G'Me Some of That Sweet Fruit!

"But the fruit of the Spirit is love, joy, peace, longsuffering, kindness, self-control."

After thinking about moral premise for a bit, I decided that it has much less to do with the theme of a story, and more to do with the characters. Now I haven't taken the class or read any books on this, just Kern's post, so this is my own interpretation.

Part of moral premise is the virtue that absolutely defines your characters. Now, in reality many people are a little blurry when it comes to their own morality. Not to say we don't feel strongly about certain, and often different, morals but what I'm saying is that few of us are guided by one specific trait.

I think our characters should be though, and this is one of the things that will drive the story.

In my opinion, a main character should have a defining virtue. Does she thirst for justice in everything? Is he gentle to all? The list above is a great tool to pick out a single virtue to absolutely define and drive your character.

So, what virtue defines your main character? Have you ever met someone who seemed to be the epitome of patience? Do you know someone who always seems to have a kind word? How can we use a single virtue to create a rounded character and influence every aspect of the MC's life?


Unknown said…
This is a great post. I'm sitting here trying to think of one virtue that sticks out with each of my characters and having a very rough time. I think this may be something I need to go in and fix.

Thanks for the idea :)
This is great, Jessica! I'll have to think about my MC and discover what hers is. And if she doesn't have one, I'll help her find it. :)
What a great way to look at this! If we can do this, then our characters are much less likely to go off track and have our readers going: No way. He/she would never do that!

I've always looked at the moral premise as a universal truth, but perhaps I need to narrow it down now.
anita said…
Hey Jessie! This is one of the best posts you've ever done I think! And that's saying a lot since they're all so good. Heh.

I was applying what you say to my MCs in my WIP, and where I know my hero's virtue is gentleness/kindness, I'm trying to think of my heroine's. I think hers is loyalty (very loyal to her nieces and brother) but that's not listed above as a virtue, although I consider it one.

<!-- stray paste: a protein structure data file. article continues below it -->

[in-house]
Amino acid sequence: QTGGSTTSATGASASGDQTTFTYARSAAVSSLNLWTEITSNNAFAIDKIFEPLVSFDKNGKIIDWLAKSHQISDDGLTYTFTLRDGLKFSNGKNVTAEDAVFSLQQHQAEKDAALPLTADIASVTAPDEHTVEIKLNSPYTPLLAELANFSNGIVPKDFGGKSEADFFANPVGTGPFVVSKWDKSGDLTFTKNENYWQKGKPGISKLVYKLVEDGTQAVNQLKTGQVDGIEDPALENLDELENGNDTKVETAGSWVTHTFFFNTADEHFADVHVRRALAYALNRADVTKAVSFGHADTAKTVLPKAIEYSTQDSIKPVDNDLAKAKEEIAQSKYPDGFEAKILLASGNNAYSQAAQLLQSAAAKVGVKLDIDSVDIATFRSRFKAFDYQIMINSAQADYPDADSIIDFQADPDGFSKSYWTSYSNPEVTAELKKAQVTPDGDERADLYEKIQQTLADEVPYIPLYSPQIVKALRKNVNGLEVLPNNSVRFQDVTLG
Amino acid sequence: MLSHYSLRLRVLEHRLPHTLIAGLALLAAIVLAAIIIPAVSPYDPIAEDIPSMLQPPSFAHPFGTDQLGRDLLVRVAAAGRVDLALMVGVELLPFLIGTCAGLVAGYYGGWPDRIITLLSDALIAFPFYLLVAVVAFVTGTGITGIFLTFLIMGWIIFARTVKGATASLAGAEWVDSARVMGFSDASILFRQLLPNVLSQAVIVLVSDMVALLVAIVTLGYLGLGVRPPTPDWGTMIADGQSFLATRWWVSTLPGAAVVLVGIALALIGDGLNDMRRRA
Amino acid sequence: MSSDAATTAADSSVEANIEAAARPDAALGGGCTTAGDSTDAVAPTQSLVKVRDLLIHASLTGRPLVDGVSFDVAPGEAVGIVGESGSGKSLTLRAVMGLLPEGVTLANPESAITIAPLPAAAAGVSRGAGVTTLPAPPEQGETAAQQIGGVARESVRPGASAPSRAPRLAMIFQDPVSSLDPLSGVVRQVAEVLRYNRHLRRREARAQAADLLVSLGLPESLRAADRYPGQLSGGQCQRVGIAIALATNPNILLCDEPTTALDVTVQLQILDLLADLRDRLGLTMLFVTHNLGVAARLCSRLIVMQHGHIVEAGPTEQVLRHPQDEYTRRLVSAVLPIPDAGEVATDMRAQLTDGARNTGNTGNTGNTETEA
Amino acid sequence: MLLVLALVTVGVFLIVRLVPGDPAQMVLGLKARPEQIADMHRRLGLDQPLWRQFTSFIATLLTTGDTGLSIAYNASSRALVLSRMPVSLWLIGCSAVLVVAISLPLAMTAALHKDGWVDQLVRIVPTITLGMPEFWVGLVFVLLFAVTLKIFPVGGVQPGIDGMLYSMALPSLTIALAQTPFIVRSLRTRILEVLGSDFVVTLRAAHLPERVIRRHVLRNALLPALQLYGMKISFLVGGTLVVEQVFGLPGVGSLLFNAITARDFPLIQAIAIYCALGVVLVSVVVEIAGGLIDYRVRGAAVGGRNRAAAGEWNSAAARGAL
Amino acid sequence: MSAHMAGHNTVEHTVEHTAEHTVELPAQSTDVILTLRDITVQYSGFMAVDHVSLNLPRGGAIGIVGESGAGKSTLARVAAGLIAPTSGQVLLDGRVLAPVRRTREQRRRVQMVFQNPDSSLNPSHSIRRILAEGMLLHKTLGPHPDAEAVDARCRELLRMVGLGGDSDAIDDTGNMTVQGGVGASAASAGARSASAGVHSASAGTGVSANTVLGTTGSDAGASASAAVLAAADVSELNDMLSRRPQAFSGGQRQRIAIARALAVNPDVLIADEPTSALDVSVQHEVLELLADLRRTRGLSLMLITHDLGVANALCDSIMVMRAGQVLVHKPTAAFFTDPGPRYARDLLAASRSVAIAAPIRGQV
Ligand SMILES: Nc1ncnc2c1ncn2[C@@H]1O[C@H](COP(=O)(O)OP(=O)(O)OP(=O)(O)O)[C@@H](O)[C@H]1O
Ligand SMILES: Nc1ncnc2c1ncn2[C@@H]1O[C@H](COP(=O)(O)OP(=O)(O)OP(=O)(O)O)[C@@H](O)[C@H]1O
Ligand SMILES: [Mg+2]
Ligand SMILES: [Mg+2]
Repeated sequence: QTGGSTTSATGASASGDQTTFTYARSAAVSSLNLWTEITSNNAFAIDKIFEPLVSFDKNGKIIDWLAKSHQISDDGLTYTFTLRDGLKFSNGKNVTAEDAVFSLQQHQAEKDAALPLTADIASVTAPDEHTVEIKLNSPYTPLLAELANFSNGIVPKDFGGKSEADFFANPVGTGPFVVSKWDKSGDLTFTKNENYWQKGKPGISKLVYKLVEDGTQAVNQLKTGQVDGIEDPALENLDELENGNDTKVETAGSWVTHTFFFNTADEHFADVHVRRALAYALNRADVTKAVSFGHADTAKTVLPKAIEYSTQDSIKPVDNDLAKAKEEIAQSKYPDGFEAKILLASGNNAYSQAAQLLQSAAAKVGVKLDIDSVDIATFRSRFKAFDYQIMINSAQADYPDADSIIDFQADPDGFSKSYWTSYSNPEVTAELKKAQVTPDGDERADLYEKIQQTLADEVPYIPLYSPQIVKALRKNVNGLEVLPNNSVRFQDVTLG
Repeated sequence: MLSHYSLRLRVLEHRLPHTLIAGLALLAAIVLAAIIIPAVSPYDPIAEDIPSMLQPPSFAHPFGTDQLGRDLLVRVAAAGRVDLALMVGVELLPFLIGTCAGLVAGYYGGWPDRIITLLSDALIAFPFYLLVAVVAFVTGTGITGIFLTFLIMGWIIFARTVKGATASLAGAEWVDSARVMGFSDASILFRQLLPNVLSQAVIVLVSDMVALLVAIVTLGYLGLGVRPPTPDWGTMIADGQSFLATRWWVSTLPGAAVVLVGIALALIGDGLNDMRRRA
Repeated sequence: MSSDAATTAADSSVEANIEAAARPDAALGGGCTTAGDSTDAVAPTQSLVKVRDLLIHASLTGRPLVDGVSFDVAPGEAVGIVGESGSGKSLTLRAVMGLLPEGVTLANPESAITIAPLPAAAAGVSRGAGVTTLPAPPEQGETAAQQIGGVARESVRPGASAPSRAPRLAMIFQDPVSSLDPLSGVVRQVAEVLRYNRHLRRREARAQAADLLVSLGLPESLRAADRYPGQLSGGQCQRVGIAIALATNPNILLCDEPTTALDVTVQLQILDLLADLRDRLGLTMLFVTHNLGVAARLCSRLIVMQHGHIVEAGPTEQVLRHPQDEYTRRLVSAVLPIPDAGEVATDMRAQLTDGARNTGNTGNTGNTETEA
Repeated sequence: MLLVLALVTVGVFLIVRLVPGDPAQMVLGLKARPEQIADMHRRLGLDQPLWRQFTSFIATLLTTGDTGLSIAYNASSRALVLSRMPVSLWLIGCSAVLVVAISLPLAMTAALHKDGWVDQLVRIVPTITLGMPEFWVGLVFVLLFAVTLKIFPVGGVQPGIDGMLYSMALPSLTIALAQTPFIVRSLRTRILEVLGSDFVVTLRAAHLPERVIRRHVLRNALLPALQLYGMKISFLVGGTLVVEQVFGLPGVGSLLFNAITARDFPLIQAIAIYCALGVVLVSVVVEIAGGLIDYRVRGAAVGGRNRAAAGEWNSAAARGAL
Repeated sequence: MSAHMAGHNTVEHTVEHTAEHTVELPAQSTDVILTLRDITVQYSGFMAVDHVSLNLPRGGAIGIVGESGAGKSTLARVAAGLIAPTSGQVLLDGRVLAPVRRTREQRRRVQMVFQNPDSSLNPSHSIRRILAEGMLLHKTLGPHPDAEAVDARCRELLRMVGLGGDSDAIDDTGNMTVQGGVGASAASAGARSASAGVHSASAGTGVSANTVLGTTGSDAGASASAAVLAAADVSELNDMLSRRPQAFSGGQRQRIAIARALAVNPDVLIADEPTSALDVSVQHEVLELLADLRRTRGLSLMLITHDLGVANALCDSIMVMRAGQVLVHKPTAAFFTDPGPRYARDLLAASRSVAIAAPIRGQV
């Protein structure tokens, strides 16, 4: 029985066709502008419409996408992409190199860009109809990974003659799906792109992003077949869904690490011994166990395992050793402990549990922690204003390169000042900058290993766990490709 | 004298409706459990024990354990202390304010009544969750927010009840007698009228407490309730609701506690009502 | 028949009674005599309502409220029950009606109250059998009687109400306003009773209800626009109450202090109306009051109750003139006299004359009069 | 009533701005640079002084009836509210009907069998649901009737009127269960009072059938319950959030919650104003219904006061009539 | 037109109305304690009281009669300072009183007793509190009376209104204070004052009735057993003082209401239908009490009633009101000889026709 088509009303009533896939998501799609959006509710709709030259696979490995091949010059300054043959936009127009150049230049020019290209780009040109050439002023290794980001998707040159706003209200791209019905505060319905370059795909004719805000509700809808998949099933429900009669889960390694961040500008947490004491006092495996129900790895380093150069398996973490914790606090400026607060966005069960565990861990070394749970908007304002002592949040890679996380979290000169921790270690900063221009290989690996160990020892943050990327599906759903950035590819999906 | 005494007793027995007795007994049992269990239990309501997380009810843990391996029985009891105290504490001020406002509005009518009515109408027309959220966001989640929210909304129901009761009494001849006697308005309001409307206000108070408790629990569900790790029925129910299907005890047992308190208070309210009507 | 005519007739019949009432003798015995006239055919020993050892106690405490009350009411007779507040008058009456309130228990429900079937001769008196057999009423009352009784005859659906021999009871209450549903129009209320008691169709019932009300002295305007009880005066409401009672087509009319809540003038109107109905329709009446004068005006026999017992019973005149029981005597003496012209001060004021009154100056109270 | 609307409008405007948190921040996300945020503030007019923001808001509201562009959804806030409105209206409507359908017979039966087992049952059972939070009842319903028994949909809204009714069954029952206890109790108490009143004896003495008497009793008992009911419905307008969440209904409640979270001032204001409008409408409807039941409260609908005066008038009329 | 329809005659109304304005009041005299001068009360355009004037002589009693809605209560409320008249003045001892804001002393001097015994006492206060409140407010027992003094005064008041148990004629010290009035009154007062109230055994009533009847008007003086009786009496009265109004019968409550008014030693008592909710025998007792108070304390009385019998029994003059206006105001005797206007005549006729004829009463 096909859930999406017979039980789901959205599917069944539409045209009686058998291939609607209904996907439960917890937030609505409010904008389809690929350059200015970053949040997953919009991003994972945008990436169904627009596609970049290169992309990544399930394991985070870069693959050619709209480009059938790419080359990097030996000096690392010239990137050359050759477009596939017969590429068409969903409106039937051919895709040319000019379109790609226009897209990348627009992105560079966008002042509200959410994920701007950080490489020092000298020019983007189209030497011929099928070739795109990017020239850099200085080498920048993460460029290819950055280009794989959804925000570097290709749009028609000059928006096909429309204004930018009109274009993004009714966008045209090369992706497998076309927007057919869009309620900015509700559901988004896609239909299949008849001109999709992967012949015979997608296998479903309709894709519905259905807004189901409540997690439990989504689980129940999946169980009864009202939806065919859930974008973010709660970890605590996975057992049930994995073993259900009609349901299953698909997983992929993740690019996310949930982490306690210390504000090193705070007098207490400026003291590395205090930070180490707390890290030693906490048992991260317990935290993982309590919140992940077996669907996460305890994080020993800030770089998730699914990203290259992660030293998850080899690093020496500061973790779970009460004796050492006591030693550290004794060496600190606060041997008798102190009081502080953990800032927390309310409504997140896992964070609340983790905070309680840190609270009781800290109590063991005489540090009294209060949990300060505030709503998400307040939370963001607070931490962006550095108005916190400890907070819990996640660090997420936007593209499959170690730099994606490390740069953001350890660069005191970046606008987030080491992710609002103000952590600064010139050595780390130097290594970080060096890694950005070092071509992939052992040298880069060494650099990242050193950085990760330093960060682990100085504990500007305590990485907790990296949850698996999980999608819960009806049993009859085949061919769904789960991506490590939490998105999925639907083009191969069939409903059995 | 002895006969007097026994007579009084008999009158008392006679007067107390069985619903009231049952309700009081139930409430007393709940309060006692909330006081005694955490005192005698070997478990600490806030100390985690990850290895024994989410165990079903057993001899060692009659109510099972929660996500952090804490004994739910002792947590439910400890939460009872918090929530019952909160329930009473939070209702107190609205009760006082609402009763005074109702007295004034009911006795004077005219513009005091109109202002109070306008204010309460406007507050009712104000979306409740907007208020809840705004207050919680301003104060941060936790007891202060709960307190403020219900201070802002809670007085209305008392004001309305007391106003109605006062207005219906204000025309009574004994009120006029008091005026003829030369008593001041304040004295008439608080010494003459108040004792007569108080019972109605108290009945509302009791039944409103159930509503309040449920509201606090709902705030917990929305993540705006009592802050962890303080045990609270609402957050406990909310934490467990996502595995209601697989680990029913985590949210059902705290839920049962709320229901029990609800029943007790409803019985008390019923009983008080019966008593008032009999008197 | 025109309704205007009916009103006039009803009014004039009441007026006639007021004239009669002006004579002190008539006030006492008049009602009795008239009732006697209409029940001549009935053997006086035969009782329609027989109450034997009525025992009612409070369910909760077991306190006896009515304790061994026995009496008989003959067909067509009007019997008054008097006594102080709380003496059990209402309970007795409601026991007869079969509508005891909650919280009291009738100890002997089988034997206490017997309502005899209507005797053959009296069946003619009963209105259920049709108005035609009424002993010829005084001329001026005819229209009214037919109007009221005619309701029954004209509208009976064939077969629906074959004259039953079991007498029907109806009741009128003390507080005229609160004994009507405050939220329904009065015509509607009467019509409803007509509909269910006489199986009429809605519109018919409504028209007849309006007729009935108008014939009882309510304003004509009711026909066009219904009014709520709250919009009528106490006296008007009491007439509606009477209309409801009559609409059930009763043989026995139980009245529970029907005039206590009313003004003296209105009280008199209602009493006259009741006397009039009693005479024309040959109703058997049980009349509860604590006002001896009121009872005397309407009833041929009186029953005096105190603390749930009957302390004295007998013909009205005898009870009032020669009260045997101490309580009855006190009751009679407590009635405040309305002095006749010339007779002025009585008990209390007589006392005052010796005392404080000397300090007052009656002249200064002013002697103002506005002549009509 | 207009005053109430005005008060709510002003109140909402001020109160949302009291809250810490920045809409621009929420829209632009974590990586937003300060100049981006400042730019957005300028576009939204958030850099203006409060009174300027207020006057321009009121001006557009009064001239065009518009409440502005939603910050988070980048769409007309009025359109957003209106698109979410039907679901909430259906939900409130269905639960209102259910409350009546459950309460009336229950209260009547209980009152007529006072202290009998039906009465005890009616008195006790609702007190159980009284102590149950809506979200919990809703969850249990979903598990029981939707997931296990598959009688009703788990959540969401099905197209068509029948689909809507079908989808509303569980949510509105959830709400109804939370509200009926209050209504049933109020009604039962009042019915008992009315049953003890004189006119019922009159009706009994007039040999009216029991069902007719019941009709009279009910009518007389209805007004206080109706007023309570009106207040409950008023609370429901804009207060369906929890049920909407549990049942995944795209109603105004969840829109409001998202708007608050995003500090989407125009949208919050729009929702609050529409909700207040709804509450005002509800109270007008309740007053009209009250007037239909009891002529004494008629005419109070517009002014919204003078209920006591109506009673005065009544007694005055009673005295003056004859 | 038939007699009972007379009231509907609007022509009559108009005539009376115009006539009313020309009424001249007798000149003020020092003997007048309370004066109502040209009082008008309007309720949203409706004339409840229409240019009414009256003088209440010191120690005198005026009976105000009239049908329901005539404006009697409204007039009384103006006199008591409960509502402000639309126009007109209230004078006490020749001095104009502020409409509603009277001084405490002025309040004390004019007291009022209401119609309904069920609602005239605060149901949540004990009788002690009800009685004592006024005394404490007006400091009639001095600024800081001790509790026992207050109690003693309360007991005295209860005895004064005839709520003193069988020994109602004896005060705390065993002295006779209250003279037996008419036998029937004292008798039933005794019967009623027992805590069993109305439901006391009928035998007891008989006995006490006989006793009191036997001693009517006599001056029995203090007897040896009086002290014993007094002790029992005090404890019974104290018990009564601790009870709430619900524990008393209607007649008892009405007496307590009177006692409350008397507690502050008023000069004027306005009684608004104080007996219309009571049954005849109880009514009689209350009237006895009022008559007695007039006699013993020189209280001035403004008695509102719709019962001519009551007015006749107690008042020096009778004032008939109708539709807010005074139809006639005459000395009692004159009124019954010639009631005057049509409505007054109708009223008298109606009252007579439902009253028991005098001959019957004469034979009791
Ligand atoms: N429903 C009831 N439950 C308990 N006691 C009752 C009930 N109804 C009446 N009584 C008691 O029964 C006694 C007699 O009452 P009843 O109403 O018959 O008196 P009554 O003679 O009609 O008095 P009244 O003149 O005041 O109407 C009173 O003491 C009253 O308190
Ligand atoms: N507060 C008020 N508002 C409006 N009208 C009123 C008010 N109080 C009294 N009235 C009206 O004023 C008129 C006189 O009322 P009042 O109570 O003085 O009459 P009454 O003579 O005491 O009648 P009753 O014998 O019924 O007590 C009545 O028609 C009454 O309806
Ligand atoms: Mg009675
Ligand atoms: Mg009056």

This is such a great way to rein in those characters and make sure they have redeeming qualities so the reader can sympathize with them!

Thanks for the inisights!
Jessica Nelson said…
Hi MaryBeth,
Wish I could say I thought this up myself, but I'm going to take Natasha Kern's Vice and Virtue class, so I've been daydreaming about what it might mean.
So far this is what I think, but after I take the class I'll let you all know what I learned.

Thanks for commenting. :-)
One of my MC, Ben = loyal.
~ Wendy
Jessica Nelson said…
Have fun Janna!

Hi Eileen, I do think it's more than just the universal truth to our stories. You're right, I really do think this helps to solidify a character in the reader's mind.

Hey Anita! Thanks for the compliments. You might be biased though. Double Heh. :-)
I think you nailed it on your characters. The above is a quote from the bible. I'd agree that loyalty is a huge virtue. Isn't it the same as faithfulness? :-)
Jessica Nelson said…
Cool, Wendy! :-) I love that trait. It can make a character do things they don't want to, and it even can be manipulated into misplaced loyalt, which can add to the tension of the story. :-)
Terri Tiffany said…
You got me to thinking. I think what drives my character is her desire to please everyone --that isn't always a good virtue.
Genny said…
Great post, Jessica. I noticed that you finished your novel...good for you! Congrats!
Jessica Nelson said…
LOL Terri, no it's not. But maybe with her it's kindness? Thoughtfulness? Esteeming others above herself? That's all biblical and wonderful qualities. :-)
Jessica Nelson said…
Thanks Genny! I added to the word count but haven't finished editing.
Keli Gwyn said…
My very first heroine has the gift of encouragement. Since the hero needs that greatly, she's just the woman for him.
Jessica Nelson said…
Sounds wonderful Keli! :-) I like it when the heroes are the wounded kind who find a woman who believes in them.
Jill Kemerer said…
Perfect! My heroes and heroines always have a defining moral quality. The quality is sometimes at odds with their idea of how life should be, but in the end, they embrace it.

Loved this post!
Tana said…
At the moment my MC is driven by her desire to survive High School lol! The cute boy in homeroom is proving to be a rather BIG distraction as well. Gosh I love YA. *sigh*
Jessica Nelson said…
LOL T. Anne.
I remember those days well...

Hey Jill,
Interesting about embracing it. I hadn't even thought about the characters accepting this part of themselves, or it contrasting with their worldview. Interesting!
I always learn from your posts, Jessie.

Well... since my main character is me, I'd say I am driven by impatience, nuttiness and a quest for the finest coffee and chocolate I can get my grubby little paws on! But those aren't fruits of the Sprit, are they?